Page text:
Equilibrium DVD


A broad science fiction thriller in a classic vein, Equilibrium takes a respectable stab at a Fahrenheit 451-like cautionary fable. The story finds Earth's post-World War III humankind in a state of severe emotional repression; if no-one feels anything, no-one will be inspired by dark passions to attack their neighbours. Writer-director Kurt Wimmer's monochromatic, Metropolis-influenced cityscape provides an excellent backdrop to the heavy-handed mission of John Preston (Christian Bale), a top cop who busts "sense offenders" and crushes sentimental, sensual, and artistic... relics from a bygone era. Predictably, Preston becomes intrigued by his victims and that which they die to cherish; he stops taking his mandatory, mood-flattening drug and is even aroused by a doomed prisoner (Emily Watson). Wimmer's wrongheaded martial arts/duelling guns motif is sheer silliness (a battle over a puppy doesn't help), but Equilibrium should be seen for Bale's moving performance as a man shocked back to human feeling. --Tom Keogh [show more]

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17 April 2019
Momentum Pictures Home Ent 
113 minutes 
  • Average Rating for Equilibrium [2003] - 3 out of 5

    (based on 1 user reviews)
  • Equilibrium [2003]
    Grant Morrison

    A guilty pleasure filled with stunningly melancholic coats and a chiselled performance from the granite like Christian Bale, Equilibrium is a film often harshly forgotten by many. But I have a very good idea why this may be the case.

    The film stars Christian Bale as John Preston a high ranking cleric in a dystopian future devoid of emotion. Emotions themselves have been made illegal and they are suppressed by daily doses of drugs. An interesting idea coupled together with the most intriguing cinematic future - Dystopian, has my ears prick up and my eyes light up. However the pacing of the film slowly extinguishes the brightness of the eyes and the enthusiasm of the ears.

    My poor excuse of a beard grew into a beautiful and luscious mane of a beard during the first forty or so minutes of the film. There is a lot of dialogue with the opening of the film and it results in nothing really happening. When the palette for the film is understandable black and white you are at a lost as to what visual you should reward your eyes with. But thankfully the film begins to pick up a bit of steam as the sense deviants begin to emerge and bleed into the plot. I don't believe they are officially called sense deviants in the film, but deviant has a v in it and I will stick with it for this review. Now as this conflict develops, Preston begins to question his own thoughts and morals, he may even stop taking his prescribed Prozium and experience emotion. I think the answer to that is known, but it is the journey in which the film takes that is the most interesting and entertaining thing.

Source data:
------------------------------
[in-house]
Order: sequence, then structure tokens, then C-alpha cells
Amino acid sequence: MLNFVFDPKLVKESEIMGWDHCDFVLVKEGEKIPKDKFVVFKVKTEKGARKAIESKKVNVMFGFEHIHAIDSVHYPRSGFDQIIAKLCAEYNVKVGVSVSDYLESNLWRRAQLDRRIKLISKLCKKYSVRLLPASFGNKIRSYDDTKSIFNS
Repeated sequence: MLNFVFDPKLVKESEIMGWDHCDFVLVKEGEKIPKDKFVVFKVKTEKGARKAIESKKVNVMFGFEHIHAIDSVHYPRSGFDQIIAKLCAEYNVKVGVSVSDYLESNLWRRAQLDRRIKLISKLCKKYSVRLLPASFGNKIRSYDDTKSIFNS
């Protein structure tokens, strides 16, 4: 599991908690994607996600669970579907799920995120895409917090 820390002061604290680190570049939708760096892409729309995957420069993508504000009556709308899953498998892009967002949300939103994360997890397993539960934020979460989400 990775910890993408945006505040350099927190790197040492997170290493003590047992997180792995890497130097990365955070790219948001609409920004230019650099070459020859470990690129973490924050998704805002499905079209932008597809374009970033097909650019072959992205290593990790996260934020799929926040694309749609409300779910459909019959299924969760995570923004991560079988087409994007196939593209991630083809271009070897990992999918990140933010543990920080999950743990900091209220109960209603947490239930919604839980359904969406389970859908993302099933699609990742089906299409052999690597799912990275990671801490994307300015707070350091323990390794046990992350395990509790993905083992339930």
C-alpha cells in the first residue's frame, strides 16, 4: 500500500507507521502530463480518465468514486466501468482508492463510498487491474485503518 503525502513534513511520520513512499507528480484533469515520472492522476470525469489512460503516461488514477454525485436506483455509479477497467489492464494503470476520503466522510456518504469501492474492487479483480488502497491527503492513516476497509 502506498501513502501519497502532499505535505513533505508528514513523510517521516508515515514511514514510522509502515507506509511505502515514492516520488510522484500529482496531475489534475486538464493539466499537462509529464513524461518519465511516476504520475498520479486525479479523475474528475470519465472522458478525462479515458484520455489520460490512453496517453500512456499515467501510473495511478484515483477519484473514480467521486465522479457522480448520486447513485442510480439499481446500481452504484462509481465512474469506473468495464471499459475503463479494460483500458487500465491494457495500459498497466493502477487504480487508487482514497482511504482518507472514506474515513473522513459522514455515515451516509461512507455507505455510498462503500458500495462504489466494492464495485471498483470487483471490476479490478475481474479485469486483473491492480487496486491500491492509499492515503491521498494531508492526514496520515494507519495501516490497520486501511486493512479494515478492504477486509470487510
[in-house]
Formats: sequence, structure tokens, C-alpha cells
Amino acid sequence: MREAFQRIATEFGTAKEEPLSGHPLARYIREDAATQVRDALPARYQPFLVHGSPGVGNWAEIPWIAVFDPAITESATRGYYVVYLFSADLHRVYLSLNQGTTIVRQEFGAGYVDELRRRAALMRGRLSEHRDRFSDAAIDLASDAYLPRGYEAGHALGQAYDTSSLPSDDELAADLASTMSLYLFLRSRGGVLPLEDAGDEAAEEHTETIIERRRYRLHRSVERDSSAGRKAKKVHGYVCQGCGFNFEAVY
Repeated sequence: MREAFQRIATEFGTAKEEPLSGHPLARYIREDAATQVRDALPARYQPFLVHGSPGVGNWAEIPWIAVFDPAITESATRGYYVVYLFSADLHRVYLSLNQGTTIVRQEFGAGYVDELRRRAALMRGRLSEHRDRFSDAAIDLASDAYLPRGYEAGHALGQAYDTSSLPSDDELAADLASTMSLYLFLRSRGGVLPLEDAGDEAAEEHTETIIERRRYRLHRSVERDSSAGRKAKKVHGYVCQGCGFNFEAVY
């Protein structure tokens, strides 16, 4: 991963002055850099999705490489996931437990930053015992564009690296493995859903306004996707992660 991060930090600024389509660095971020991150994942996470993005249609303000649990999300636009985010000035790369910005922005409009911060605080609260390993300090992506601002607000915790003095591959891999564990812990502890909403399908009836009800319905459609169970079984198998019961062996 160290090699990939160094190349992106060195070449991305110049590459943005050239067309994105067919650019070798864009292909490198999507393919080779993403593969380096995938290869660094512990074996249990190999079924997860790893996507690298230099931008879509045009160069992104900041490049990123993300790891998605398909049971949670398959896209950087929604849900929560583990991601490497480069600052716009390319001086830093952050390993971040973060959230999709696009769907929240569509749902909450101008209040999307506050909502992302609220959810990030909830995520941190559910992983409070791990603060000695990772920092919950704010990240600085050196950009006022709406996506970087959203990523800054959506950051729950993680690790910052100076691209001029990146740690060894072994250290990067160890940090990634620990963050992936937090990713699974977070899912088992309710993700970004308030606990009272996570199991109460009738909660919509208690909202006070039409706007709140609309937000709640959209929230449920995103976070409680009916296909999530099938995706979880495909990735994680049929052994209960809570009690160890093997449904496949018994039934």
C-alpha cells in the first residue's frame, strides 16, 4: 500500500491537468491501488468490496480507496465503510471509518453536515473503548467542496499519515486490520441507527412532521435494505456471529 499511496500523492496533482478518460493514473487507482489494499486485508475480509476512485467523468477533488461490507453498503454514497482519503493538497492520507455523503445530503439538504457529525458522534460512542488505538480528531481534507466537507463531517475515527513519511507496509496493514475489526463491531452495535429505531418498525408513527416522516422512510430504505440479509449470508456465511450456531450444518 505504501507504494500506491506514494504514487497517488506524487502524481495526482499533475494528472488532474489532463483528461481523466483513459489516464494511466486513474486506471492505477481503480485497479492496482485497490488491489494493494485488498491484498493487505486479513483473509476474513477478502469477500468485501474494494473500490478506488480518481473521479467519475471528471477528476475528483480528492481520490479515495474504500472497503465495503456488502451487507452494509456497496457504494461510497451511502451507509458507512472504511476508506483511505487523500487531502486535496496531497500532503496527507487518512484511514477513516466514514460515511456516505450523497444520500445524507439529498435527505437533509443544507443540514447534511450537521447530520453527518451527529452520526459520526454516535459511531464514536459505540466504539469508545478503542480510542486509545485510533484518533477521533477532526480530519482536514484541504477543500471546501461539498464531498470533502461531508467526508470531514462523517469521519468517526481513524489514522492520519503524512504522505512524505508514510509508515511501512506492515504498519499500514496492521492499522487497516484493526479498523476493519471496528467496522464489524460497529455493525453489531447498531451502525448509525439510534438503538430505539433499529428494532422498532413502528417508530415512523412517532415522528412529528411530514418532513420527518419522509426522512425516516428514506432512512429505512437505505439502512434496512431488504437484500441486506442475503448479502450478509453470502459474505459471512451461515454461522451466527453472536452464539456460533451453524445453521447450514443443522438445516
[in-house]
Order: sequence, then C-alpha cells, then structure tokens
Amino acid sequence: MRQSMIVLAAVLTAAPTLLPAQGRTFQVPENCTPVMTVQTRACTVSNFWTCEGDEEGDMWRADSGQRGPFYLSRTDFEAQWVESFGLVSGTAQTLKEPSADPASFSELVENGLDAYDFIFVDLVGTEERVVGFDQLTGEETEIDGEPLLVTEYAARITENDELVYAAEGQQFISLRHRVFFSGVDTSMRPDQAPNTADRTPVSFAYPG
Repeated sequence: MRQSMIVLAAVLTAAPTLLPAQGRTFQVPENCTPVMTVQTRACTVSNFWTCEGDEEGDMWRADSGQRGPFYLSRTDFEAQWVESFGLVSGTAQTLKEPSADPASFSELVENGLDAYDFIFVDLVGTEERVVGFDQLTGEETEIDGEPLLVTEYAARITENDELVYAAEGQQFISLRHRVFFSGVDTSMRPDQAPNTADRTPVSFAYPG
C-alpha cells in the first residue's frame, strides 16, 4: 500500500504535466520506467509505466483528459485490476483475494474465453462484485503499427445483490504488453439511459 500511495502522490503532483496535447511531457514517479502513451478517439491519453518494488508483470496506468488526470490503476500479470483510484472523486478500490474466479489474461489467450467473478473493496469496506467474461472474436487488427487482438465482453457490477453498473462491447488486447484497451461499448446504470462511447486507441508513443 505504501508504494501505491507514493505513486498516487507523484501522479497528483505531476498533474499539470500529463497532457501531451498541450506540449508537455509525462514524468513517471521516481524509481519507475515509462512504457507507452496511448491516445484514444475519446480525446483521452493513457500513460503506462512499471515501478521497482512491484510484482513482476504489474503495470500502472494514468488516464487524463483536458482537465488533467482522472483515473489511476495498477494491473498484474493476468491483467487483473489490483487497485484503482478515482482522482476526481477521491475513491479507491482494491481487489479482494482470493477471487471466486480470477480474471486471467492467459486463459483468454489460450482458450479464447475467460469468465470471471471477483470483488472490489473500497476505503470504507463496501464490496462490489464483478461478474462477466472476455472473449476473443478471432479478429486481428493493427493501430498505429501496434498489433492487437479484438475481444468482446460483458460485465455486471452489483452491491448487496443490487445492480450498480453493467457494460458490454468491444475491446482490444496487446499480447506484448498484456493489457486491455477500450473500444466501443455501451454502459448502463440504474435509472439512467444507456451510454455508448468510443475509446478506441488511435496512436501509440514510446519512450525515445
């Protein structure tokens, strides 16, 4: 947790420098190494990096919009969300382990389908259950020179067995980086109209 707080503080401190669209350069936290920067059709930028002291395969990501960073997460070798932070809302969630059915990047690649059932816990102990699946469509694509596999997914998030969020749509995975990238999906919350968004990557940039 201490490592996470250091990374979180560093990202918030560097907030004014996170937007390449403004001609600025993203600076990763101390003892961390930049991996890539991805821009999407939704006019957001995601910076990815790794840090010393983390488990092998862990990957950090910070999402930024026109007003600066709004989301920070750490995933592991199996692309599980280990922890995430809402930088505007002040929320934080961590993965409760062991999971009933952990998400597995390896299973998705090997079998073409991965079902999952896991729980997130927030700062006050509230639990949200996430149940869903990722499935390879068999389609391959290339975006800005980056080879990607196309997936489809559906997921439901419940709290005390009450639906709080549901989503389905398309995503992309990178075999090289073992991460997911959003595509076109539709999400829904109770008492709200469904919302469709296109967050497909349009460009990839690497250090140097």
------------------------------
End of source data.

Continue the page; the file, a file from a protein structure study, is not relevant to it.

As I have said before, the beginning of the film is plodding, but if patient enough you will be rewarded with some brilliant action set pieces. There have been a numerous videos posted online showing the Gun Kata; the fictional gun fighting martial art of the film in action. Watching it is quite a sight to behold. They explain in the film that the reason for practicing Gun Kata is that it allows the gun to be used to its fullest and most effective potential - Less bullets are used, the trajectory of each bullet is precise, etc, etc. This is all shown to the viewer on what appears to be an iPad with an assortment of scientific dimensions and drawings. Now I am no expert, but I think Gun Kata may not be the most scientific sound or grounded martial art in film but it certainly looks fantastic.

    A true ambassador of style over substance, Equilibrium also boasts a strong supporting cast. From Sean Bean, to the always fantastic Emily Watson everyone does a great job of conveying emotion without emotion if that makes any sense. It is a bit of a paradox and probably why the film rubbed many critics up the wrong way, but it's a film; there has got to be some limitations. Although there is probably too many liberties taken with the plot and acting that will in turn spoil the evening of the most stubborn of pedants. But for those willing to let the film flow will have a fun and enjoyable time with the film.

    With Father's Day coming up and a fiver in your virtual pocket, Equilibrium is not a bad film to pick up for the gift giving process. It has some guns and some beautifully coats being showcased, it is also not followed by films Reloaded and Revolutions, so what's not to like for your doting dad?

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Please note this is a region 2 DVD and will require a region 2 (Europe) or region Free DVD Player in order to play.   Much of the Earth's population has been destroyed by a Third World War and a new nation has emerged. Libria is ruled by The Father who forces all citizens to take a daily mind-altering drug called Prozia 2...

Cleric John Preston (Christian Bale) is a top government agent responsible for enforcing the law that bans emotion in the futuristic state of Libria. This is a world at peace, where war is a distant memory, and so is music, art and poetry. Here, emotion is illegal and is punishable by death. But when Preston is forced to kill one of his fellow agents he begins, however, to question the system and decides to fight against these cruel new laws.

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